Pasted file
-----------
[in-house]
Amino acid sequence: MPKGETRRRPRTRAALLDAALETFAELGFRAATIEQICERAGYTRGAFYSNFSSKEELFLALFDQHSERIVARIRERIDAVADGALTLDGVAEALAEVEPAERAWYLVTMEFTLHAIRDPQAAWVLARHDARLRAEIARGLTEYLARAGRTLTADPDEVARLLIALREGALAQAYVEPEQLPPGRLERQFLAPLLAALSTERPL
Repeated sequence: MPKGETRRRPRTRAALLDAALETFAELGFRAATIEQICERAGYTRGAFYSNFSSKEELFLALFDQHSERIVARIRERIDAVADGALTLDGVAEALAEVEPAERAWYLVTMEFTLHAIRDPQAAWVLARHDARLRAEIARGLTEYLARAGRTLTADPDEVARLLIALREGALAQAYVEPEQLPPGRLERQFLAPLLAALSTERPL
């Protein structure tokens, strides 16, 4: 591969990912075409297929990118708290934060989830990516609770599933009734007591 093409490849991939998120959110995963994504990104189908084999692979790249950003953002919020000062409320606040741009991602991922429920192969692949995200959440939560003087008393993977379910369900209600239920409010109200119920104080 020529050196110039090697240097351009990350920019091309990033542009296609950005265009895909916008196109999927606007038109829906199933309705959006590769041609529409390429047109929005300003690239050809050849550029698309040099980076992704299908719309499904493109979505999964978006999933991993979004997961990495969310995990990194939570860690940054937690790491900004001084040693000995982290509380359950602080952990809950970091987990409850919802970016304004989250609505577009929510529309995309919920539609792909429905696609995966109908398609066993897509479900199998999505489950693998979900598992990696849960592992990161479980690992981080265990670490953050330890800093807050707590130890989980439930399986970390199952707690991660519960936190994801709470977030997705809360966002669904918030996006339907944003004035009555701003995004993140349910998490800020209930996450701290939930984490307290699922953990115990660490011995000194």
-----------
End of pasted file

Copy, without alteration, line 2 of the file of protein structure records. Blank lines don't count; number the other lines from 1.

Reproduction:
Amino acid sequence: MPKGETRRRPRTRAALLDAALETFAELGFRAATIEQICERAGYTRGAFYSNFSSKEELFLALFDQHSERIVARIRERIDAVADGALTLDGVAEALAEVEPAERAWYLVTMEFTLHAIRDPQAAWVLARHDARLRAEIARGLTEYLARAGRTLTADPDEVARLLIALREGALAQAYVEPEQLPPGRLERQFLAPLLAALSTERPL